A January 2011 report in the Wall Street Journal revealed that 50 of the largest companies in the world are currently sitting on $1.08 TRILLION in cash.  This fact is an indication of two things: 1) spending, the Holy Grail of Keynesian economics policies, is alive and well, yet the economy continues to suffer, and 2) businesses are hoarding cash due to uncertainty about the regulatory and economic future.  The more polarizing the debate in Washington and the less decisive our politicians become, the more risk-averse businesses become about future expansion.

What does this have to do with unemployment?  Companies are usually not hiring due to turnover within the company; rather, they hire because they are in periods of expansion.  Business expansion is a good but risky proposition, and without proper care, can lead to the downfall of the entire organization.  Hence, business owners seek to minimize the amount of variability in the potential outcomes of their expansions, because the expected value of such a venture suffers in a volatile climate.

Uncertainty about taxes, uncertainty about regulation, and uncertainty about anticipated demand (note: not's not the present that bothers owners, but the future) lead to businesses not expanding, and hence, not hiring.  It's true that America is suffering from a skills deficit right now, but in practice, it simply means that businesses are much more interested in finding cookie-cutter workers for specific roles, rather than hiring a person who might not fit into one particular box.  Such is my plight, but I had the opportunity to avoid this situation, so don't cry for me.  Cry for the laid-off car worker in Detroit who started working at age eighteen. Cry for the steelworker who quit college because he had to support his family.

Then, once you've stopped crying, write your congressman, senator and President and tell them to make a damn decision one way or the other.

Monday, September 12, 2011

Tea Party Republican Snarkfest Recap

Romney! Perry! Bachmann! Paul! ... (breath) ... Cain! Santorum! Gingrich! Huntsman!

Eight people. One stage.  Pity that no one gets eliminated tonight. 

Mitt Romney seemed very polished, slightly annoyed and wishing that he could throw an elbow into Rick Perry's face.  Rick Perry spent the first half of the debate looking like the clear winner and then the second half getting attacked by everyone else (it works in Survivor).  Michele Bachmann showed up wearing a cardigan, apparently flaunting the fact that she doesn't have to wear a suit, and said "Obamacare" roughly 500 times.  Ron Paul made reasoned arguments and got booed off the stage.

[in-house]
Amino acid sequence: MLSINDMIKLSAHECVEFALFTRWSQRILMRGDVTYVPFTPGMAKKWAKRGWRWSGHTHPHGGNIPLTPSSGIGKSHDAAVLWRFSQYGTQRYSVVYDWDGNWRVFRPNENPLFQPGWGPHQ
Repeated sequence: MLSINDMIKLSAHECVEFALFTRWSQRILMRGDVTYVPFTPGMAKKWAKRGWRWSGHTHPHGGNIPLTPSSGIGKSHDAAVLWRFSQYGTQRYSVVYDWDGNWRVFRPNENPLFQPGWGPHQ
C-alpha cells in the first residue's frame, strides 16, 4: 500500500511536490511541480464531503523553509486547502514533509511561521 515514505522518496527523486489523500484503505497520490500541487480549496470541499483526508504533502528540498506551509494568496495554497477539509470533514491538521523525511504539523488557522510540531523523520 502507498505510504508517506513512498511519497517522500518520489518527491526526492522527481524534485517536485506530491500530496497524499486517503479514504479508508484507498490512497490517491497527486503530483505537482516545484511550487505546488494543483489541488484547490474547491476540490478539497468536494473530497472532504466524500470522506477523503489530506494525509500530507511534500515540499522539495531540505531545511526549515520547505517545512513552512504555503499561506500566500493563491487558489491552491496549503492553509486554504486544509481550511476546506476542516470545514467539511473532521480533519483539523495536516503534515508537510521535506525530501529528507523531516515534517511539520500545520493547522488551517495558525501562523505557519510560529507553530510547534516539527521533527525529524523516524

The other four didn't really make much of a mark, except for Huntsman's tortured attempts at humor.  If I'd written this post at 8:00 CST, I would've been saying that Rick Perry is your Republican nominee.  I didn't know they were going to hit him with mandatory HPV vaccination and illegal immigration

The truth is that no one wins these things until they get whittled down.  Very few issues have eight different viable solutions, let alone eight different sides to argue.  So...the candidates either end up agreeing with their opponents or nit-picking for things to rant about.  It's all theater.  None of it helps, except to plant some needed seeds of doubt in the minds of some of these guys.

I don't know what to make of the revelation that Huntsman rides a Harley, though.

Thursday, September 8, 2011

The American Jobs Bill and Pink Cotton Candy: A Comparative Study

"There should be nothing controversial about this piece of legislation," the president said. "Everything in here is the kind of proposal that's been supported by both Democrats and Republicans -- including many who sit here tonight. And everything in this bill will be paid for. Everything."
So set the tone for tonight's speech to a joint session of Congress.  President Obama spoke for the better part of an hour through various measures he wants enacted in order to spur job growth.  He frequently implored Congress to pass the bill by repeatedly saying the phrase, "pass the bill." 
Truth be told, I'm not sure what to glean from tonight's events between the Jedi mind trick and John Boehner looking like he was receiving radio signals about whether to react.  I mean...I can't really argue with payroll taxes or measures designed to encourage businesses to begin hiring, I suppose. (I say the latter with an asterisk until I actually see how much these measures will cost).  I'm not for dumping more money into schools or infrastructure projects, but I'm not really surprised that the president hit those particular buttons.

The speech reminded me of pink cotton candy...fluffy and sweet, but unfilling.  After so much ballyhoo about the gravity of this moment, I just expected a bit more.  The bill really doesn't seem to do much of anything, which is a frightening statement considering that it's projected to cost 447 billion dollars.  I'm glad that he is now expanding the mandatory cut amount from the debt ceiling agreement to include this new expenditure, but like many proposed (and sadly, actual) pieces of legislation, there was no projection of its true effect on the economy or the recovery.  I understand that projecting numbers and failing to deliver is problematic, but it would be nice to know what we're buying before we do.
My other problem is the timing.  The urgency is compelling, and I'm sure that it played well as far as a rhetorical device, but if passage of the bill is so urgent, why does it come on the heels of a month-long vacation that the President just took?  What took so long?  Why the delay?  When the President mentioned that an election was coming in fourteen months, but that Americans couldn't wait fourteen months, I got confused, because apparently, a month is okay.
I guess we'll see.